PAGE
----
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Vijay Govindarajan will drive GE’s innovation push

by praveen
September 29th, 2007

It’s another feather in the cap of Indian academia. Vijay Govindrajan, the Earl C Daum 1924 Professor of International Business at Dartmouth College’s Tuck School of Business, will soon join General Electric (GE) as professor in Residence and Chif Innovation agenda.

Indian academicians are among the most sought after business brain in the West.
Already people like Govindarajan, Ram Charan and CK Prahalad are advising several Fortune-500 companies Incidentally, all three of them have made it to the Thinkers 50, an annul ranking of the Top-50 business and management thought leaders.

Says Govindarajan: “My area of expertise is how to create breakthrough businesses, while managing the current business. And this is what I will do at GE as well.” This was also a theme that Govindarahan addressed in the bestselling book ’10 Rules for strategic Innovators’ (co-authored with Chris Trimble).

Jeffery Immelt has been pushing innovation at GE ever since he took over in 2001. The idea is to grow though organic innovation insted of just acquiring companies. GE has identified six areas to infrastruture, demographics, emerging markets, digital technologies and financial liquidity. Each of these business present tremendous opportunities to create break through businesses, says Govindarajan. For instance3, demographic changes are leading to a huge healthcare needs in the coming 50 years.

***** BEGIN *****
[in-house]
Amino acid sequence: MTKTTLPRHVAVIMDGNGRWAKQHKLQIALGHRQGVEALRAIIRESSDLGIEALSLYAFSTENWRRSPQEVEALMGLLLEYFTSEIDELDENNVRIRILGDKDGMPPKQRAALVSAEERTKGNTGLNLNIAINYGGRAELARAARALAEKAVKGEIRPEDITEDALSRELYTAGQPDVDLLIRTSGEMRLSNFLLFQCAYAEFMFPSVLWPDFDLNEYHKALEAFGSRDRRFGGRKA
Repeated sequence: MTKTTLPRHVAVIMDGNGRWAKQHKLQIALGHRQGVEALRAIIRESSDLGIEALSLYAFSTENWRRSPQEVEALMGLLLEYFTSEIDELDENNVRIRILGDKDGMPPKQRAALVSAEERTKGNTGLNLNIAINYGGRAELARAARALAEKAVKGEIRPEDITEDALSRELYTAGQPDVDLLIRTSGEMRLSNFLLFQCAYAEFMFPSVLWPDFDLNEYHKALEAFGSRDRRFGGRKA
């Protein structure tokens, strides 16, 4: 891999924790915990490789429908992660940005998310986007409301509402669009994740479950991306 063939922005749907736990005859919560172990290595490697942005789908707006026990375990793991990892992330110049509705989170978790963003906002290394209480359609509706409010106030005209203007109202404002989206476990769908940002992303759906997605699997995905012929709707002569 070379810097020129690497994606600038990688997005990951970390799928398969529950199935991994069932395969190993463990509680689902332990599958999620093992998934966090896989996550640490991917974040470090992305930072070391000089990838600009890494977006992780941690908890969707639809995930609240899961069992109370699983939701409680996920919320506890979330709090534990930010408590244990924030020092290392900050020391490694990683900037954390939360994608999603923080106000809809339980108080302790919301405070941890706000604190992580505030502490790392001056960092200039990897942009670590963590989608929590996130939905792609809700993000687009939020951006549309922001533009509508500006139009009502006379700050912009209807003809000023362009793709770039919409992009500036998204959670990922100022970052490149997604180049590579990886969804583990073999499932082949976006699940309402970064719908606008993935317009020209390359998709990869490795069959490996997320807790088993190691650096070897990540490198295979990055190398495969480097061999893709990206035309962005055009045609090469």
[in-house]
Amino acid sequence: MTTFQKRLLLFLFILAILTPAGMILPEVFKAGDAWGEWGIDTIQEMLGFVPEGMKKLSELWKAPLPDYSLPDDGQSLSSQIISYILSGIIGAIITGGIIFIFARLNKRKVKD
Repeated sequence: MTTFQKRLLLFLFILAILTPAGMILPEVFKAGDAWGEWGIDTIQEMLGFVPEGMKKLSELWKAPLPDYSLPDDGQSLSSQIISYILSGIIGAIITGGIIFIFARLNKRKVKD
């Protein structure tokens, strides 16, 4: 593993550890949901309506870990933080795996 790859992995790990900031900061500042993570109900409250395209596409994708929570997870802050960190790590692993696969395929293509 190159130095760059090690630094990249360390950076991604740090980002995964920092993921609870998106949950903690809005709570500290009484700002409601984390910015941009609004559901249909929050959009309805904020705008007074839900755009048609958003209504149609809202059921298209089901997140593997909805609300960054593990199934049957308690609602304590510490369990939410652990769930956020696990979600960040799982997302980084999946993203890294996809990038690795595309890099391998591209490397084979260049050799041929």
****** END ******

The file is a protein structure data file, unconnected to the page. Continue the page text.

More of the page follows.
This means GE needs to identify these needs now and see how it can address them through its diagonostics business.

This is the first time GE has created the position of chief innovation consultant. Govindarajan will perform three roles during his one year stint at the company (he will return to Tuck in 2009): teaching its top 600 executives and teams, consulting on a few innovation projects and consulting to GE executives who want to develop their ideas.

“GE does an extremely good job of integrating what they teach at their development center in Crotonville with actually growth strategy,” says Govindarajan. A lot of the projects he will take on will involve individual GE units all over the world.

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